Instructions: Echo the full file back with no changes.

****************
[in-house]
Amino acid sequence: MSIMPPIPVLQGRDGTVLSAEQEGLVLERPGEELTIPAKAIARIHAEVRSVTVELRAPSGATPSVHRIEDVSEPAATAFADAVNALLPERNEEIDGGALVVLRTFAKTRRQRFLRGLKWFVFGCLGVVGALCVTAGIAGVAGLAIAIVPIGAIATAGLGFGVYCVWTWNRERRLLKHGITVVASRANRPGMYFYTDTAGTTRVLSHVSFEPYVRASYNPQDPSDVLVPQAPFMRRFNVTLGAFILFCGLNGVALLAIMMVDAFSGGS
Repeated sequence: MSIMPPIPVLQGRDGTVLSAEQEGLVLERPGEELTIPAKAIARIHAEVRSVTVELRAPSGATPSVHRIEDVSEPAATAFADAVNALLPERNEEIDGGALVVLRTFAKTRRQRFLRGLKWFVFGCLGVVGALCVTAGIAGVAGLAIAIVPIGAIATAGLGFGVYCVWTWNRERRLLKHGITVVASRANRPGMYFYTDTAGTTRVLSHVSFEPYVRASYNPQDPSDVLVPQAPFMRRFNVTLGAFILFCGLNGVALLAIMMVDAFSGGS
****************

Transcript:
[in-house]
Amino acid sequence: MSIMPPIPVLQGRDGTVLSAEQEGLVLERPGEELTIPAKAIARIHAEVRSVTVELRAPSGATPSVHRIEDVSEPAATAFADAVNALLPERNEEIDGGALVVLRTFAKTRRQRFLRGLKWFVFGCLGVVGALCVTAGIAGVAGLAIAIVPIGAIATAGLGFGVYCVWTWNRERRLLKHGITVVASRANRPGMYFYTDTAGTTRVLSHVSFEPYVRASYNPQDPSDVLVPQAPFMRRFNVTLGAFILFCGLNGVALLAIMMVDAFSGGS
Repeated sequence: MSIMPPIPVLQGRDGTVLSAEQEGLVLERPGEELTIPAKAIARIHAEVRSVTVELRAPSGATPSVHRIEDVSEPAATAFADAVNALLPERNEEIDGGALVVLRTFAKTRRQRFLRGLKWFVFGCLGVVGALCVTAGIAGVAGLAIAIVPIGAIATAGLGFGVYCVWTWNRERRLLKHGITVVASRANRPGMYFYTDTAGTTRVLSHVSFEPYVRASYNPQDPSDVLVPQAPFMRRFNVTLGAFILFCGLNGVALLAIMMVDAFSGGS